Précis - Everything Everywhere Limited ("EE") and Hutchinson 3G UK Ltd ("Three") have applied to Ofcom to transfer from EE to Three the rights and obligations which relate to the certain 1800MHz spectrum frequencies. The transfer would allow Three to launch a 4G network using similar spectrum to EE's new 4G network that was launched in October.
What? As previously reported by Eversheds, earlier this year the European Commission concluded that the merger of T-mobile and Orange to form EE would not restrict competition as long as EE would divest itself of a part of its 1800mhz spectrum.
Ofcom has confirmed that it will consider an application made by EE and Three to transfer the following frequencies:
- 1816.7-1826.7Mhz and 1721.7-1731.7Mhz to take effect from 1 October 2013; and
- 1826.7-1831.7Mhz and 1731.7-1736.7Mhz to take effect from 1 October 2015.
So what? The application will be considered in accordance with the Wireless Telegraphy (Mobile Spectrum Trading) Regulations 2011 (the "Regulations") and Ofcom's usual spectrum trading processes. Ofcom previously commented in a statement that the EE divestment would only be made to a purchaser approved by Ofcom and the European Commission. As a result of this, Ofcom confirmed at paragraph 3.21 of the statement that it did not intend to undertake an ex ante competition check under the Mobile Spectrum Trading Regulations for this divestment - such a competition check would usually be required in relation to a transfer of mobile spectrum.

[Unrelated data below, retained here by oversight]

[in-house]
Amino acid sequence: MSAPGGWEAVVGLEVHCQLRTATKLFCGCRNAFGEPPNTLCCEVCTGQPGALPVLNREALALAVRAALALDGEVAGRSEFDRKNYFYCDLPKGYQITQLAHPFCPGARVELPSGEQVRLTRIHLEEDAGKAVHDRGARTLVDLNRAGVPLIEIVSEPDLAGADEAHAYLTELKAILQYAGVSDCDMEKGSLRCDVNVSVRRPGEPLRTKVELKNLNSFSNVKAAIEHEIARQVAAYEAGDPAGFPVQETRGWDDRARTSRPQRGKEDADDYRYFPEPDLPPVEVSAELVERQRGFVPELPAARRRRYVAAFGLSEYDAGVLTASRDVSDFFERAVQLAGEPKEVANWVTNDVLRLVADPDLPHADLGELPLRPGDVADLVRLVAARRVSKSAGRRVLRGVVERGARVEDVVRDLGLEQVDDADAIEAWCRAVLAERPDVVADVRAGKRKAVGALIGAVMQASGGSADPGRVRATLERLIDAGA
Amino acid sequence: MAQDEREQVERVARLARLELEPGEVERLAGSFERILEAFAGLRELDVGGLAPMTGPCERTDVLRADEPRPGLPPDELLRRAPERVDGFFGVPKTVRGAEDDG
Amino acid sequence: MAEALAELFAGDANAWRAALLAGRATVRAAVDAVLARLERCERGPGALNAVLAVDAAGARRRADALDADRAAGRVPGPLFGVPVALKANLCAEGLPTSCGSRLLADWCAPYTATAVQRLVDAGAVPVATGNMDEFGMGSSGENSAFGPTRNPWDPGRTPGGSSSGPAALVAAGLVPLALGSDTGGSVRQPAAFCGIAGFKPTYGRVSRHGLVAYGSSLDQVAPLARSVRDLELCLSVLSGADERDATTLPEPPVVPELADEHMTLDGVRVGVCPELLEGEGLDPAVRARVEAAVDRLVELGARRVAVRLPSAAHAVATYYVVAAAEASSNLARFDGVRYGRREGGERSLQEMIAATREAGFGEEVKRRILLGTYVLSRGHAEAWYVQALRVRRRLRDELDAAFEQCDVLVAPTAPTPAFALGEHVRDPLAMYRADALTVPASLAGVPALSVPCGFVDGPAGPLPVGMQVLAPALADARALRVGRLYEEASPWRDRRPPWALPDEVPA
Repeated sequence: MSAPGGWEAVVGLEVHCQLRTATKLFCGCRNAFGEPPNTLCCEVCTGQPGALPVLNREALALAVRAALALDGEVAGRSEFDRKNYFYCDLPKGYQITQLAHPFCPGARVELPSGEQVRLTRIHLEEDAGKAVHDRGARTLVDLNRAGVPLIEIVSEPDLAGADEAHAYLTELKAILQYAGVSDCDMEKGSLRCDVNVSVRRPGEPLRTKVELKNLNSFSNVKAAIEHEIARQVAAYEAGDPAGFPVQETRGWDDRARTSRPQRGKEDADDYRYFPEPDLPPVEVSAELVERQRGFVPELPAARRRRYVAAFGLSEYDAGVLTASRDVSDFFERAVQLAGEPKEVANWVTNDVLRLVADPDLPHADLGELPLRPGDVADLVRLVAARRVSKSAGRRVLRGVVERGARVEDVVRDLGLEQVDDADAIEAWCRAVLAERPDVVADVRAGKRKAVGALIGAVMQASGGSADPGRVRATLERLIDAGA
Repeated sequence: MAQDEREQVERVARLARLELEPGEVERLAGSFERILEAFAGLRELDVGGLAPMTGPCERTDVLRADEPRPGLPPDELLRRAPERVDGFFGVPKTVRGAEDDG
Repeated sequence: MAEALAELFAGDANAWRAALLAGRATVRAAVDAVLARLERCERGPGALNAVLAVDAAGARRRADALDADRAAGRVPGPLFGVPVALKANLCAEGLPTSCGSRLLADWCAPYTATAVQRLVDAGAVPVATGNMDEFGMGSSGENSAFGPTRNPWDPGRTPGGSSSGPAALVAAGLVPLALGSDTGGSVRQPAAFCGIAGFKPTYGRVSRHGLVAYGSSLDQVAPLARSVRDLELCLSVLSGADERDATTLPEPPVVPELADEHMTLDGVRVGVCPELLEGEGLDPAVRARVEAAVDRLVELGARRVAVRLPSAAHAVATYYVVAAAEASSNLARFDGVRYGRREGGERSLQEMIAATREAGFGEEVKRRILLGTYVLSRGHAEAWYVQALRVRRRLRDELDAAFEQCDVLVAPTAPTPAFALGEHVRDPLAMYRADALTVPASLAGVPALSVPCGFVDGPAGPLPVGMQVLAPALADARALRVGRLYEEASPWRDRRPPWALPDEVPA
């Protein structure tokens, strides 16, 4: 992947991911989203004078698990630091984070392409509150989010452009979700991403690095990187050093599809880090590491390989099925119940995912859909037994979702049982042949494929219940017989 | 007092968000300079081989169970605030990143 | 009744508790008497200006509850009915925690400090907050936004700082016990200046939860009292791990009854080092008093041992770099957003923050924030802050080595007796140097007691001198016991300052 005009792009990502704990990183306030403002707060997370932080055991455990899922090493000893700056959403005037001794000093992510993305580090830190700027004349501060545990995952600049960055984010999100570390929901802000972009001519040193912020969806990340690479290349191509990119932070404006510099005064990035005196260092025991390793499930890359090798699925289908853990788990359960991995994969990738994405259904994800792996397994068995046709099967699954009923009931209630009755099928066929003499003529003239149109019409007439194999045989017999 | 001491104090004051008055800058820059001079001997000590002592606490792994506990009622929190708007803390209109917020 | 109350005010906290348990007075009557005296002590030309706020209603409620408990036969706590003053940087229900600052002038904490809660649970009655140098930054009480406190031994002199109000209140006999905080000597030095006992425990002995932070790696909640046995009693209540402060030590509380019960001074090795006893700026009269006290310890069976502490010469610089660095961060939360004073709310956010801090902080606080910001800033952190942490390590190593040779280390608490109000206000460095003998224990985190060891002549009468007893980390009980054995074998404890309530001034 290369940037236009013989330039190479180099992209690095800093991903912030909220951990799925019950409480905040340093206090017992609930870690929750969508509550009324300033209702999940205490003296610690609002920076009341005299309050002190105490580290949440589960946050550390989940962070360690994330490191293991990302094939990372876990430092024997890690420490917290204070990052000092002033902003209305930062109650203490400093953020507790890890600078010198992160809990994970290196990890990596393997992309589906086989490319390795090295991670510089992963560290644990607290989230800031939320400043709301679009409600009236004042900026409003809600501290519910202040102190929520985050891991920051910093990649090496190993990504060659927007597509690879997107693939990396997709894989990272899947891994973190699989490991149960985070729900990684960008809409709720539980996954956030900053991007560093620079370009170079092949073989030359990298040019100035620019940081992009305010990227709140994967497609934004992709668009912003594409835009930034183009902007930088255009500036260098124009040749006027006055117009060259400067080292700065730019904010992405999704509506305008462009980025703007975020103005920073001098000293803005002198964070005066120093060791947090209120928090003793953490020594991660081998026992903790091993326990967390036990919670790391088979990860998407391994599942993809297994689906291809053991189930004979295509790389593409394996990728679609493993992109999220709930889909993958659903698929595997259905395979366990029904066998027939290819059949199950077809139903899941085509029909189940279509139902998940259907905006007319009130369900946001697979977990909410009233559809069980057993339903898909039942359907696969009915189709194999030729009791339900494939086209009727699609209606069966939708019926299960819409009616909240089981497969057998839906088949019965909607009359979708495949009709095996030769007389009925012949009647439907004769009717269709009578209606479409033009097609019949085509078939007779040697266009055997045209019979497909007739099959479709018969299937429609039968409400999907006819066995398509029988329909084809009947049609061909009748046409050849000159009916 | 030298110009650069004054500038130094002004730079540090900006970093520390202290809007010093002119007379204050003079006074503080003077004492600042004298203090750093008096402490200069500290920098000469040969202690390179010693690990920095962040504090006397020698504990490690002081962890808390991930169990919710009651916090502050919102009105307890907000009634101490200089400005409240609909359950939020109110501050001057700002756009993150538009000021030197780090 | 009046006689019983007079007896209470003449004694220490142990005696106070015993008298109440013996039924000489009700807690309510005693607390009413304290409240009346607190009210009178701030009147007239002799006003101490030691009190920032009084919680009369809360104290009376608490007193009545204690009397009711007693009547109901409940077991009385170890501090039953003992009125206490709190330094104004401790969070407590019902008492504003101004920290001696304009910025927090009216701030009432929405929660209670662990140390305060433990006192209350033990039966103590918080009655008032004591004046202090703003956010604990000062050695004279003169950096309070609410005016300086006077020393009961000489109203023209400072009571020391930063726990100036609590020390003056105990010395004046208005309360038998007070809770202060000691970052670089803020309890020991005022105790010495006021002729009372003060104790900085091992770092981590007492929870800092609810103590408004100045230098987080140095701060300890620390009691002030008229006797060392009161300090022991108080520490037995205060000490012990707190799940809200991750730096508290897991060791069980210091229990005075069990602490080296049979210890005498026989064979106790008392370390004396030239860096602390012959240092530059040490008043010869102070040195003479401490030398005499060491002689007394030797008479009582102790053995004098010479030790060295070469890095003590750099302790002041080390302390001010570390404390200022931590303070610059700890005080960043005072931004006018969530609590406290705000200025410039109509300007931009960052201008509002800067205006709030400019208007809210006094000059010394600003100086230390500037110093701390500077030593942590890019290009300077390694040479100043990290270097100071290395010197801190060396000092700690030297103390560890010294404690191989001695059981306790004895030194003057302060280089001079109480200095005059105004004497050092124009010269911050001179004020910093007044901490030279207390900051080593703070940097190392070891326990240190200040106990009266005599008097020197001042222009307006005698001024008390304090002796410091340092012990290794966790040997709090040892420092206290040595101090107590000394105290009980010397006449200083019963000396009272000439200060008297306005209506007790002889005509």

In accordance with Regulation 8, Ofcom will have to consider whether or not the following circumstances exist before permitting the transfer:
- EE is in breach of the terms of the wireless telegraphy licences under which the relevant rights and obligations are to be transferred;
- Three is able to meet the terms, provisions and limitations of the wireless telegraphy licences which will be granted as a result of the transfer;
- Three is able to meet any criteria relating to the class of licences which will be granted; and
- It is requisite or expedient for Ofcom to refuse consent to the transfer on any of the grounds set out at Regulation 8(f) (such grounds include national security, for example).
Given Three already holds licences for other tranches of spectrum used for 3G services, it would be unlikely for Ofcom to refuse its consent to the transfer. However, the proposed transfer does raise questions as to whether or not the proposed process for the upcoming 800MHz and 2.6GHz auction will be appropriate, as various guarantees were included for a 'fourth national wholesaler' of mobile communications services. Despite the potential for queries, we expect that the industry will not want the transfer request to ruffle too many feathers after the work Ofcom has done to arrange for the digital switchover to be completed earlier than anticipated in order to make 800MHz and 2.6GHz spectrum available for use with new 4G networks sooner. With reports of EE's trade to Three having been released several months ago, one would hope that the application by those operators to complete the transfer would not be a particular surprise to any of the major stakeholders who will be bidding for 800MHz and 2.6GHz spectrum in the upcoming auction.